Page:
Today, the San Francisco County Transportation Commission (SFCTA) approved $2.8 million in funding to continue the Safe Routes to School Program contingent upon a reform and restructuring of the program, spearheaded by Supervisors Katy Tang and Aaron Peskin in their role as members of the SFCTA. The restructured program would be led by the SFMTA starting in 2019.
Safe Routes to School is an education and outreach program within SFUSD that has historically been housed under the Department of Public Health (DPH), with capital safety projects and other transportation-related programming falling separately within SFMTA. The program’s centerpiece is the annual “Walk & Roll To School Day” with nearly 95 participating schools promoting safe and accessible alternatives to personal vehicle school transport.
SFCTA Commissioners outlined concerns regarding the Safe Routes to School program at their July meeting, and subsequently convened a series of interagency meetings to determine how the Safe Routes to School program could be more effective in providing safety measures around school zones, as well as encourage shifts in transportation modes.
Since then, SFCTA Commissioners Tang and Peskin worked with the Department of Public Health (DPH), SFMTA, SFCTA and SFUSD to reform the program. The restructuring is result of months of stakeholder meetings to respond to concerns that the current Safe Routes to School program is not responding to the safety needs of schools.
By 2019, the entire program will be managed by the SFMTA, centralizing both the education and capital safety elements under one agency. The new Safe Routes to School structure can be found on the SFCTA website. Additional conditions included crossing guard prioritization changes, tailored capital safety programs, and progress reporting benchmarks.
“I interact with parents, teachers and principals on school safety issues on a regular basis and wanted to ensure that the Safe Routes to School program is adequately responding to the safety requests I often hear about, such as the need for additional crossing guards, speed limit signs, and speed bumps,” said Commissioner Tang. “The existing structure of the program consists of too much bureaucracy and not enough safety improvements nor communication between city agencies and schools.”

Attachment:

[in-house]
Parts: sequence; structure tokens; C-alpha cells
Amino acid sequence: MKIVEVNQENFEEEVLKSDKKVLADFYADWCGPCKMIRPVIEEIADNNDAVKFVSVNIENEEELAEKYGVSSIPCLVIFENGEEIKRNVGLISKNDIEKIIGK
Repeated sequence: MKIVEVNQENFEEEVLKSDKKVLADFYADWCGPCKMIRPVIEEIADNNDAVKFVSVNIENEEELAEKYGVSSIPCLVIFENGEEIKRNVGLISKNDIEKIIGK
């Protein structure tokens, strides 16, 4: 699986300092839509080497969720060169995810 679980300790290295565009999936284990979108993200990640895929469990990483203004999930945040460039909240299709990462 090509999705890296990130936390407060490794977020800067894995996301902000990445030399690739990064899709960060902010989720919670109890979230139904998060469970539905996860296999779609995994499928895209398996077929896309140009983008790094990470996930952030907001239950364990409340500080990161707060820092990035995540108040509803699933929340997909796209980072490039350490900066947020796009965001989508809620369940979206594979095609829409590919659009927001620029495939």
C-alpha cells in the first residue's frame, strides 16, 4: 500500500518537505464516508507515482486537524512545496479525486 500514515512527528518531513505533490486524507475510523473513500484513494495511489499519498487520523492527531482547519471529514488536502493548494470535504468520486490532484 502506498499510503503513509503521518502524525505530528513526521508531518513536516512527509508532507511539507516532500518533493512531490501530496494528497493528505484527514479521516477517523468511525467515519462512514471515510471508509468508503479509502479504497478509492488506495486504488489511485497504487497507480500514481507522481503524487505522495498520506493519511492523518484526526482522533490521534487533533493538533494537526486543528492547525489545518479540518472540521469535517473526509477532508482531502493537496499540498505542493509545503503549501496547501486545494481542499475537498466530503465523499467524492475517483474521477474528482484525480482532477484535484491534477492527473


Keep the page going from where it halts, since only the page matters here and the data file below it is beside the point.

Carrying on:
“Commissioner Tang has long championed the cause of parents and families throughout the city, and she immediately dug into how to address the concerns raised by her colleagues and constituents,” said SFCTA Chair Peskin. “The move to restructure the Safe Routes to School program ensures that this critical safety & educational program will be centralized under one agency that operates like programs, whether its crossing guards or bus transport. It’s a more efficient use of city resources, with the necessary evaluation tools to help us continue to improve the program over time.”
Original staff recommendations proposed transferring educational funds to the capital infrastructure program, in response to feedback from some school communities that speed bumps were a more effective investment than pedestrian safety education. The Commissioners’ compromise preserves funding for both sides of the program (including grants to non-profit partners) while ensuring schools will have greater agency in program investments.
“I’m excited we were able to achieve this new structure while still supporting community partners who continue to build relations with parents and schools to encourage walking and riding to school,” said Supervisor Tang.
The item was approved unanimously at the San Francisco County Authority Board on December 12, 2017 and the SFMTA will come back to the SFCTA before June 30, 2017 with a fully scoped plan.